Wednesday, January 16, 2013

The Cardassian Language

Fantasy writer B E L Forsythe recently posted this question on her Facebook page:

Thanks to Paramount
There seems to be a debate going on about whether creating a language for your stories is a waste of time...Do you agree...? Do you think making up a new language will hold you back from writing more books? (January 5, 2013)

My answer is a resounding "No." I think a good novel immerses the reader in the richness of its context, and language has to be part of that. You could write about a culture with no music, or a culture with no furniture, but try to write a whole novel with no language at all and you'll run into serious trouble. Even if the characters never speak, how do you describe their thoughts and emotions? Maybe they don't think in words, but your readers do, so it's your job to figure out how the characters think and translate those thoughts as faithfully as possible into English (or Chinese or Amharic, if you prefer). 

I was never comfortable with the idea of saying, "Oh yes, my aliens have never had any contact with Earth so of course they're speaking some other language, but I'm not going to worry about it." Studies show that even here where we all share a planet, language is a huge factor in shaping how we think. Lera Boroditsky, assistant professor of psychology, neuroscience and symbolic systems at Stanford University, gives this example:

Follow me to Pormpuraaw, a small Aboriginal community on the western edge of Cape York, in northern Australia. I came here because of the way the locals, the Kuuk Thaayorre, talk about space. Instead of words like "right," "left," "forward," and "back," which, as commonly used in English, define space relative to an observer, the Kuuk Thaayorre, like many other Aboriginal groups, use cardinal-direction terms — north, south, east, and west — to define space. This is done at all scales, which means you have to say things like "There's an ant on your southeast leg" or "Move the cup to the north northwest a little bit." One obvious consequence of speaking such a language is that you have to stay oriented at all times, or else you cannot speak properly. The normal greeting in Kuuk Thaayorre is "Where are you going?" and the answer should be something like " Southsoutheast, in the middle distance." If you don't know which way you're facing, you can't even get past "Hello."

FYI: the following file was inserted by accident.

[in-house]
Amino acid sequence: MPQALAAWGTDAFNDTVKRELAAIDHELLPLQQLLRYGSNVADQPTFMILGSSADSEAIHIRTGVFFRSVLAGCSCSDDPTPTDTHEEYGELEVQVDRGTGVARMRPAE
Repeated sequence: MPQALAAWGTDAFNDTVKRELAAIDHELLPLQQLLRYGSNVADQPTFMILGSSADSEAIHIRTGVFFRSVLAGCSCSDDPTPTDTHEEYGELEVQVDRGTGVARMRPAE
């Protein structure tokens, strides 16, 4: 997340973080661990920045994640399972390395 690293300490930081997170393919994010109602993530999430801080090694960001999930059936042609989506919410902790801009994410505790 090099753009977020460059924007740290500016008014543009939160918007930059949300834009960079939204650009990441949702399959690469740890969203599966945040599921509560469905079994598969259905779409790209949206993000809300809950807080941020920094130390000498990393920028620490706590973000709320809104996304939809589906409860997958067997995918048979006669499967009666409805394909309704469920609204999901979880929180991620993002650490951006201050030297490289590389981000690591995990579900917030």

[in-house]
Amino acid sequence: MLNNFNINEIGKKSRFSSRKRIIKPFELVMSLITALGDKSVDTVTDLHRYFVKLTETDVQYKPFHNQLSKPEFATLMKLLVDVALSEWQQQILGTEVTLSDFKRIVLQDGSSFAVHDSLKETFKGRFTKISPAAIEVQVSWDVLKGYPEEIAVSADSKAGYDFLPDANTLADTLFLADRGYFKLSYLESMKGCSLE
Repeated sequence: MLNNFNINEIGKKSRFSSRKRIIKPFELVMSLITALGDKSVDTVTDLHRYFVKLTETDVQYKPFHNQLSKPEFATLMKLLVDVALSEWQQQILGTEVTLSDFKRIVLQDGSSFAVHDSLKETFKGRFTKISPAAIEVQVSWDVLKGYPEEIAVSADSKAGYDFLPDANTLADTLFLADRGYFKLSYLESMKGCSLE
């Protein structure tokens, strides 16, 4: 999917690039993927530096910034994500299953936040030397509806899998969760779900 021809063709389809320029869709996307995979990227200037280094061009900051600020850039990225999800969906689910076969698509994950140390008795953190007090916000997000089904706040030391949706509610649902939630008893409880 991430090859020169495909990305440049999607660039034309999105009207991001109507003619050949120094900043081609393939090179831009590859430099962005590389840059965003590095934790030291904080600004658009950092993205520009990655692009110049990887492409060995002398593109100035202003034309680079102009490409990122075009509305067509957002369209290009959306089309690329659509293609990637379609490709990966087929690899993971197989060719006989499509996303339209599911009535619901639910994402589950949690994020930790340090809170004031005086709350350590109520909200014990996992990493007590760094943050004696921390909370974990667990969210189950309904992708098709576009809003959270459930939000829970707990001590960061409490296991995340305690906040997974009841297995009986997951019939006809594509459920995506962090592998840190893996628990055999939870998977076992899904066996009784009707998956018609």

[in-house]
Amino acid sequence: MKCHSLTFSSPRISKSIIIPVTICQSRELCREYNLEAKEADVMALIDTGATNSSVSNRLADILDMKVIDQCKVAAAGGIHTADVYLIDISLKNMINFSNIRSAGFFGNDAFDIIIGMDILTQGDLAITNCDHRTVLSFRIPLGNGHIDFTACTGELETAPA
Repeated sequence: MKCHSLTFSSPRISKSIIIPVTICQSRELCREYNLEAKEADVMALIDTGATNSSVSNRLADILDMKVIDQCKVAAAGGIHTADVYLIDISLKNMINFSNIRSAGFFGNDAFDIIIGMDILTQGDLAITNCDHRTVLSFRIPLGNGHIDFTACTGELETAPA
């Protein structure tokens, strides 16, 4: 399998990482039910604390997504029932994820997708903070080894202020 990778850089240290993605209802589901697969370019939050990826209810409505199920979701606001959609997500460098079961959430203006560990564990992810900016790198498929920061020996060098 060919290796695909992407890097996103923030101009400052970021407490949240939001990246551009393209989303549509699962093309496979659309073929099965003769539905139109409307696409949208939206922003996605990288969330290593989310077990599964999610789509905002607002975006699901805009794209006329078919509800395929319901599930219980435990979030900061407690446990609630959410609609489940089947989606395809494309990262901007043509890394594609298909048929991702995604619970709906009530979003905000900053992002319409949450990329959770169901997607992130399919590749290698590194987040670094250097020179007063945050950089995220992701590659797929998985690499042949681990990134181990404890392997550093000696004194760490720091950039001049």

The result is a profound difference in navigational ability and spatial knowledge between speakers of languages that rely primarily on absolute reference frames (like Kuuk Thaayorre) and languages that rely on relative reference frames (like English). Simply put, speakers of languages like Kuuk Thaayorre are much better than English speakers at staying oriented and keeping track of where they are, even in unfamiliar landscapes or inside unfamiliar buildings. What enables them — in fact, forces them — to do this is their language. Having their attention trained in this way equips them to perform navigational feats once thought beyond human capabilities. Because space is such a fundamental domain of thought, differences in how people think about space don't end there. People rely on their spatial knowledge to build other, more complex, more abstract representations. Representations of such things as time, number, musical pitch, kinship relations, morality, and emotions have been shown to depend on how we think about space. So if the Kuuk Thaayorre think differently about space, do they also think differently about other things, like time? This is what my collaborator Alice Gaby and I came to Pormpuraaw to find out.